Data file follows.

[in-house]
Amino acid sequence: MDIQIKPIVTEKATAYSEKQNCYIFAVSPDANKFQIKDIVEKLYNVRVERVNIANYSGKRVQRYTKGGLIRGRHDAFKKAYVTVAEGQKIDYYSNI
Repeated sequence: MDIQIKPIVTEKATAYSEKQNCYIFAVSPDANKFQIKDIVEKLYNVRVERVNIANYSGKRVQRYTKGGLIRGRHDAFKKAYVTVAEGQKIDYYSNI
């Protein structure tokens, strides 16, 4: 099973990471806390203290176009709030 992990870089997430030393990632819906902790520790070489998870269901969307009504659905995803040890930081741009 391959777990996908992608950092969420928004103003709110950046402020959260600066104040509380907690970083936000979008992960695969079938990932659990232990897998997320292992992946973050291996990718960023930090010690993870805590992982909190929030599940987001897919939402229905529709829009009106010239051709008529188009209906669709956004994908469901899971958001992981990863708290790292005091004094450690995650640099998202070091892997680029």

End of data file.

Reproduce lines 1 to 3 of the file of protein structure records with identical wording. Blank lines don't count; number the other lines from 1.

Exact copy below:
[in-house]
Amino acid sequence: MDIQIKPIVTEKATAYSEKQNCYIFAVSPDANKFQIKDIVEKLYNVRVERVNIANYSGKRVQRYTKGGLIRGRHDAFKKAYVTVAEGQKIDYYSNI
Repeated sequence: MDIQIKPIVTEKATAYSEKQNCYIFAVSPDANKFQIKDIVEKLYNVRVERVNIANYSGKRVQRYTKGGLIRGRHDAFKKAYVTVAEGQKIDYYSNI